While it would be possible for the Shockers to keep winning a lot of games without him, it would change what they're able to do on offense and would make them a little less formidable on defense.
5. Villanova Wildcats: Jalen Brunson
There have already been several cases on this list where we picked a guy because of his versatility. After all, if a player does a bunch of different things well, it's probably going to take more than one person to replace him. And from that point of view, it's a little indefensible to pick anyone other than Mikal Bridges in this spot.
Bridges is having the exact breakout season that everyone was expecting. He has always been the type of player to fill up the box score with rebounds, steals and blocks, and he is now capitalizing on his opportunity to shine on offense with Josh Hart and Kris Jenkins out of the picture. Bridges is averaging 18.3 points per game and is shooting 72.7 percent from two-point range, 55.6 percent from three and 90.0 percent from the free-throw line.
Good luck finding a more efficient player.
But if Bridges were to miss some time, Villanova has viable options. Eric Paschall is no Bridges, but he does have similar traits in terms of versatility, range and defensive focus. Plug Donte DiVincenzo into the starting lineup and make Dhamir Cosby-Roundtree the primary sixth man, and the Wildcats would still win a ton of games.
Jalen Brunson, on the other hand, is the heart and soul that cannot be replaced. That's no disrespect to Collin Gillespie, who has looked great in three early games against nothing opponents. It's just that Brunson is one of the most important players in the country.
In his most recent game against Lafayette, Brunson had 22 points on 11 shots with six assists and four steals. The steals aren't a particularly common occurrence for him—four was a new career high—but he is an efficient scorer who creates for his teammates and rarely makes careless mistakes. Before the season began, he was my pick to win the Wooden Award, and I see no reason to shy away from that now.
4. Michigan State Spartans: Miles Bridges
Here we have another case of a multitalented guy and a noteworthy point guard on the same roster. However, unlike Brunson's case at Villanova, Cassius Winston could conceivably be replaced by Lourawls Nairn without a cataclysmic drop in Michigan State's offensive production.
The Spartans also have two outstanding big men in Nick Ward and Jaren Jackson Jr., but if Tom Izzo had to replace one of them with the combined force of Gavin Schilling, Ben Carter and Xavier Tillman, it would not be the end of the world.
Then there's Miles Bridges.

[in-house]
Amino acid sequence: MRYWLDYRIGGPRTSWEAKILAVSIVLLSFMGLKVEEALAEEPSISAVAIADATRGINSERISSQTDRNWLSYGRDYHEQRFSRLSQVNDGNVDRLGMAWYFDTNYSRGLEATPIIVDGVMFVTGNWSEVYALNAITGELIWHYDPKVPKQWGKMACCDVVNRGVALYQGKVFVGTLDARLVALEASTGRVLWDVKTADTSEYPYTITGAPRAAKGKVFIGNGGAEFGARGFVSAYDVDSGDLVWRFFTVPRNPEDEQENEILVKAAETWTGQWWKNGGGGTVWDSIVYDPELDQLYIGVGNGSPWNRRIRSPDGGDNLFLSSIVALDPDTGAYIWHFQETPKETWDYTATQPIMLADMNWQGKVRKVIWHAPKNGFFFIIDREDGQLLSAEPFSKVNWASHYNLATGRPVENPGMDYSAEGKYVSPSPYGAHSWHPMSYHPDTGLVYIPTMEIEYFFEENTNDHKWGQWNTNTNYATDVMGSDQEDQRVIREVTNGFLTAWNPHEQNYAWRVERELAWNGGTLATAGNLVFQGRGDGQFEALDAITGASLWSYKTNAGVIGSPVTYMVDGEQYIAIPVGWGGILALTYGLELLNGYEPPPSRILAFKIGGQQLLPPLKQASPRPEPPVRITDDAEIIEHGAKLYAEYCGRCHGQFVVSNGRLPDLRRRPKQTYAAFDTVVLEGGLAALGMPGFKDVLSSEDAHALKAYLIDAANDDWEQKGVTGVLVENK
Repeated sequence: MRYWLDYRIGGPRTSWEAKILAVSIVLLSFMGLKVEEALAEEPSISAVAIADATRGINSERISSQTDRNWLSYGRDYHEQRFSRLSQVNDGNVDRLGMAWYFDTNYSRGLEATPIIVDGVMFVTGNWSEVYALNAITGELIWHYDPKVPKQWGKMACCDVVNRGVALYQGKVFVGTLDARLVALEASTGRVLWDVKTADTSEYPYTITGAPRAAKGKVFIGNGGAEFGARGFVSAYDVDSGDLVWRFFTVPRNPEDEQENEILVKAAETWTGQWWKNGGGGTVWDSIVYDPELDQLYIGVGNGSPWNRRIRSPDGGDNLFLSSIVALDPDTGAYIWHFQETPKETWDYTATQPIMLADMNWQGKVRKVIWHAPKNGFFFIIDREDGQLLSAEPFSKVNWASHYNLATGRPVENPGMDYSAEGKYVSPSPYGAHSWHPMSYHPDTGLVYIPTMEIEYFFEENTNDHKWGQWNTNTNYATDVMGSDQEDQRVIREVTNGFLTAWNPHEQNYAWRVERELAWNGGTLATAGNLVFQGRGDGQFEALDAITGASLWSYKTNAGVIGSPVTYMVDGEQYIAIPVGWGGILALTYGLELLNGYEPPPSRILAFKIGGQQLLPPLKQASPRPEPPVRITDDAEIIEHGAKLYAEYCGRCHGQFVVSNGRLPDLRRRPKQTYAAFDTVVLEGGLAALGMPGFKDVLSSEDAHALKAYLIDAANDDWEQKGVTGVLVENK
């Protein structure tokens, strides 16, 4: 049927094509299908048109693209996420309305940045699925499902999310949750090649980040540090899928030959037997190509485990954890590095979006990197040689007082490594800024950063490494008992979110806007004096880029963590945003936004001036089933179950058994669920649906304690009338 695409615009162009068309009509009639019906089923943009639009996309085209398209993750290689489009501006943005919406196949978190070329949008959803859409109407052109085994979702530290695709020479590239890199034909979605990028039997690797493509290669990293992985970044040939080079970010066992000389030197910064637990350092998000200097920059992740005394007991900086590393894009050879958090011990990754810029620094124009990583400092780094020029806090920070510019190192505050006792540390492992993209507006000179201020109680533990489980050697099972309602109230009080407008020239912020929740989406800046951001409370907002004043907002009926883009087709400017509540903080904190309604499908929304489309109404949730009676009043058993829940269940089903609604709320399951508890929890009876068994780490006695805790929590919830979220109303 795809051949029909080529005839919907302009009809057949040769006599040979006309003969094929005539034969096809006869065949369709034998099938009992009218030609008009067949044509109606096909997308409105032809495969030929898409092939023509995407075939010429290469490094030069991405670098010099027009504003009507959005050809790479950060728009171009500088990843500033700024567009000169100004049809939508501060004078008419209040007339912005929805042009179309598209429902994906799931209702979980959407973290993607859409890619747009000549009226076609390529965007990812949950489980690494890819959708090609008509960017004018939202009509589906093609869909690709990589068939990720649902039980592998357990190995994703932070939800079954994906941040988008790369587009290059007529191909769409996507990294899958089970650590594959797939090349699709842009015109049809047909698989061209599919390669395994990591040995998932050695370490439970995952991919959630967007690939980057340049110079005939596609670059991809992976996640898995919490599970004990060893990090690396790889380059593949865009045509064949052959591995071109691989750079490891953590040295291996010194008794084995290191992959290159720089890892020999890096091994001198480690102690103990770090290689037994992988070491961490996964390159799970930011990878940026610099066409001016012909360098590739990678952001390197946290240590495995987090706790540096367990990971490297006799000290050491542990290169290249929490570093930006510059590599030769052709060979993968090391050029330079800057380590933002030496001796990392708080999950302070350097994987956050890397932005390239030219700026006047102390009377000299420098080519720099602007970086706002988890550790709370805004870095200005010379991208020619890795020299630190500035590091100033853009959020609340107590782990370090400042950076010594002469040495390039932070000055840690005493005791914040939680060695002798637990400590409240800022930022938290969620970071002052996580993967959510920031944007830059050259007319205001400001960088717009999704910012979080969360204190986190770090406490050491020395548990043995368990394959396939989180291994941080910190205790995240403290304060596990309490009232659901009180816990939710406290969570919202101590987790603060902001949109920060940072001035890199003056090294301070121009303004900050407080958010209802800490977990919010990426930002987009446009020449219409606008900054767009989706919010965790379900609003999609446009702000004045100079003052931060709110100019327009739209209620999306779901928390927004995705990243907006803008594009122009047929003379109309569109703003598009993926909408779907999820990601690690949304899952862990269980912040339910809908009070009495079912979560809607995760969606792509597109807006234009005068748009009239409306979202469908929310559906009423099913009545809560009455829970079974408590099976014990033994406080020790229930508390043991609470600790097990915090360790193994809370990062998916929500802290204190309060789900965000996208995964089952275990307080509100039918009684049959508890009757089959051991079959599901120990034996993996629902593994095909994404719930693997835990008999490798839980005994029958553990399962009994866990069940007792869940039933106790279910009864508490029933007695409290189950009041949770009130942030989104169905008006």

He wasn't just the preseason favorite for the Wooden Award. He's also the glue that ties this team together.
Bridges is the only legitimate wing-forward on this team, so there's no replacement for him in terms of talent or roster fit. If he disappears, Izzo would have to decide between playing Matt McQuaid and Joshua Langford at the 2 and 3 or effectively putting Jackson at the 3 by pairing him with two other big men and letting that 6'11" phenom prowl the perimeter.
Those might be fun change-of-pace options, but neither one seems like a great permanent solution for a team with championship aspirations.
If you don't believe me that Michigan State would not be the same team without him, we might find out this weekend. Bridges sprained his left ankle in Sunday's game against Stony Brook and is questionable to play in the PK80—against a projected path of DePaul, Oregon and North Carolina.
At full strength, that should be three wins for the Spartans. If he doesn't play, they may well get bounced by the Ducks.
3. Kansas Jayhawks: Udoka Azubuike
I said throughout the offseason that Udoka Azubuike might be the most indispensable player in the country.
That's high praise for a sophomore who played all of 142 minutes as a freshman, but it's a product of this Kansas roster construction—particularly with freshman power forward Billy Preston suspended for the first few games of the season.
Aside from Azubuike and Preston, the only frontcourt player on the roster is Mitch Lightfoot, and he played a grand total of 13 minutes against Kentucky and South Dakota State. As a result, there have been times this season where Svi Mykhailiuk—a 6'8" shooting guard—has been the de facto 5 for the Jayhawks.
Every now and then, they can survive for a few minutes without Azubuike. But if he were to suffer another season-ending injury, Kansas can kiss that 13-year Big 12 streak goodbye.
(Even if Silvio De Sousa is ruled eligible to join the team in December, there's no guarantee he would immediately shine. Let's not forget how poorly Chris Walker's midseason debut went for Florida a few years ago.)
As long as Azubuike is in there, though, the Jayhawks are in great shape.